(Greek, ismos; Latin, ismus: a suffix: belief in, practice of, condition of, process, characteristic behavior or manner, abnormal state, distinctive feature or trait)
2. In cytomorphology, variation in the size and shape of cells or nuclei.
3. In chemistry, crystallization of a compound in at least two distinct forms.
4. In biology, the occurrence of different forms, stages, or types in individual organisms or in organisms of the same species, independent of gender variations.
5. In zoology, the characteristics of assuming or passing through several forms, as an animal exhibiting seasonal changes in coloration.
6. In mineralogy, the occurrence in a mineral of two or more distinct crystal forms of identical chemical composition.
2. Popularism (Italian: popolarismo) is a political doctrine conceived by Don Luigi Sturzo as a middle way between Socialism and Liberalism and opposed to Fascism because of its stress on Democracy.
Popularism is said to represent a more politically correct alternative term since in Latin countries of Europe and the Americas populism is strongly derogatory and typically equated to dictatorial policies or fascist regimes.
2. Grass-roots democracy; working-class activism; egalitarianism.
3. Representation or extolling of the common person, the working class, the underdog.
4, The political doctrine that supports the rights and powers of the common people in their struggles with the privileged elite.
Positivism declares that the only real knowledge is scientific knowledge, and that such cognizance can only come from positive affirmation of theories with a strict scientific method; in other words, a system of philosophy that accepts only things that can be seen or physically proven.
The modern usage of positivism indicates a lack of confidence in any speculation that is not controlled by factual data and sense experiences.2. In jurisprudence or the system of laws, the view that any legal system is best studied by concentrating on the law of a specific system: The positivism of law includes the standards of conduct that are dictated by validly enacted laws, rather than by principles of natural law or by the nature of human beings.
2. A religious belief that the millennium is an era (not necessarily a literal thousand years) during which Christ will reign over the earth, not from a literal and earthly throne, but through the gradual increase of the Gospel and its power to change lives.
After this gradual Christianization of the world, Christ will return and immediately usher the church into their eternal state after judging the wicked.
This is called postmillennialism because the view is that Christ will return after the millennium.
2. The attribute of accepting the facts of life and favoring practicality and literal truth.
3. A straightforward practical way of thinking about things or dealing with problems, concerned with results rather than with theories and principles.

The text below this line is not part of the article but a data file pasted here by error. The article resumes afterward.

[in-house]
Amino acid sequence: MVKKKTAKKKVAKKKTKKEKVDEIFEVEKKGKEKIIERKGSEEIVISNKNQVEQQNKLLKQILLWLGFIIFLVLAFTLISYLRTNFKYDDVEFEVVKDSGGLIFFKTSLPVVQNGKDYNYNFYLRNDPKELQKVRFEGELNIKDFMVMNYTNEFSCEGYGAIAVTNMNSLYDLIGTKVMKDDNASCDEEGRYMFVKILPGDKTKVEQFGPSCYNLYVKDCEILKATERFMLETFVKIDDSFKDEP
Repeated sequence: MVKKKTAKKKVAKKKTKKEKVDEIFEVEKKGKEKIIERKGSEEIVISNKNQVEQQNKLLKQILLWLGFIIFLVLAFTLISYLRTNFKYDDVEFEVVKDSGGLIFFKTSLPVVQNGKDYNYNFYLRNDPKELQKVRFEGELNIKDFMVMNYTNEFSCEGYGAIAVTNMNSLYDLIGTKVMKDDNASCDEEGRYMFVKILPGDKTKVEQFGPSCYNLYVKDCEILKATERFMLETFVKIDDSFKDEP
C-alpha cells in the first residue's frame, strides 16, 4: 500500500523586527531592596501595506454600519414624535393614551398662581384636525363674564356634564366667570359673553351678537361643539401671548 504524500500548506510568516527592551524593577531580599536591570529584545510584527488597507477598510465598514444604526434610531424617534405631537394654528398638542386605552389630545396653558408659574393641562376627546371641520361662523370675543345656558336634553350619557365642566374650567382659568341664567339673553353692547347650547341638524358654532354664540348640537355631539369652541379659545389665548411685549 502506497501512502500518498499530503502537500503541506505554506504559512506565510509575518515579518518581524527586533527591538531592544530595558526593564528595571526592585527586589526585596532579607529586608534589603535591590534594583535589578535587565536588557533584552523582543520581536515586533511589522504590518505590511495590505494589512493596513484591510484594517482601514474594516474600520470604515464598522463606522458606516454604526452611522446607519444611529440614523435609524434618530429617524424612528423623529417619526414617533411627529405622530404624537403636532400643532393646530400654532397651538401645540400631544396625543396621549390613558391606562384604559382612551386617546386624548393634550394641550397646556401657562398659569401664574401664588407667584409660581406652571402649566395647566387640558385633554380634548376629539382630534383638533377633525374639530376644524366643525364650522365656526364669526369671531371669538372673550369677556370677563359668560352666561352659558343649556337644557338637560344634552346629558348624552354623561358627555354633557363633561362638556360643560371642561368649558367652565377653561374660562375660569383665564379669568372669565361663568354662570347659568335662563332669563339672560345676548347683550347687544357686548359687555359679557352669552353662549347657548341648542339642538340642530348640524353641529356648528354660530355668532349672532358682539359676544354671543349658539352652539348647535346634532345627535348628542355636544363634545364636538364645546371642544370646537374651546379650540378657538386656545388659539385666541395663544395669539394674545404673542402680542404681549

4. A practical, matter-of-fact way of approaching or assessing situations or of solving problems.
5. A theory concerning the meaning of words originated by the American philosopher C. S. Pierce.
The term and basic idea was borrowed and developed by William James and John Dewey (1859-1952) to create a thoroughly Modern American Philosophy based on a theory which identified truth with the notion that whatever works is true.
2. The belief that Jesus Christ will return for the Last Judgment just before the one-thousand-year reign of peace.
Premillennialists place the return of Christ just before the millennium and just after a time of great apostasy and tribulation.
After the millennium, Satan will be loosed and Gog and Magog will rise against the kingdom of God; this will be immediately followed by the final judgment.
While similar in some respects to the dispensational variety; in that they hold to Christ's return being before the establishment of a thousand-year earthly reign), historical premillennialism differs in significant ways (notably in their method of interpreting Scripture.
The historical premillennialist's viewpoint interprets some prophecy in Scripture as having literal fulfillment while others demand a semi-symbolic fulfillment.
"Procrusteanism is a failure to recognize the natural differences that exist among people."
"The term procrusteanism comes from Procrustes, a fabled robber of ancient Attica, Greece, who forced travelers to lie on a bed, then lopped off their limbs to make them equal to the length of the bed. If they were too short, he stretched them so they would meet the bed's format."
2. The use of professionals instead of amateurs.
It may be real or imaginary, depending on anatomic or physical and developmental factors.
Real prognathism may exist when both the mandible (lower jawbone) and the maxilla (upper jawbone) increase in length or when the maxillary length is normal and the mandibular length increases excessively.
Imaginary prognathism may exist when the maxilla is underdeveloped and the mandibular length is normal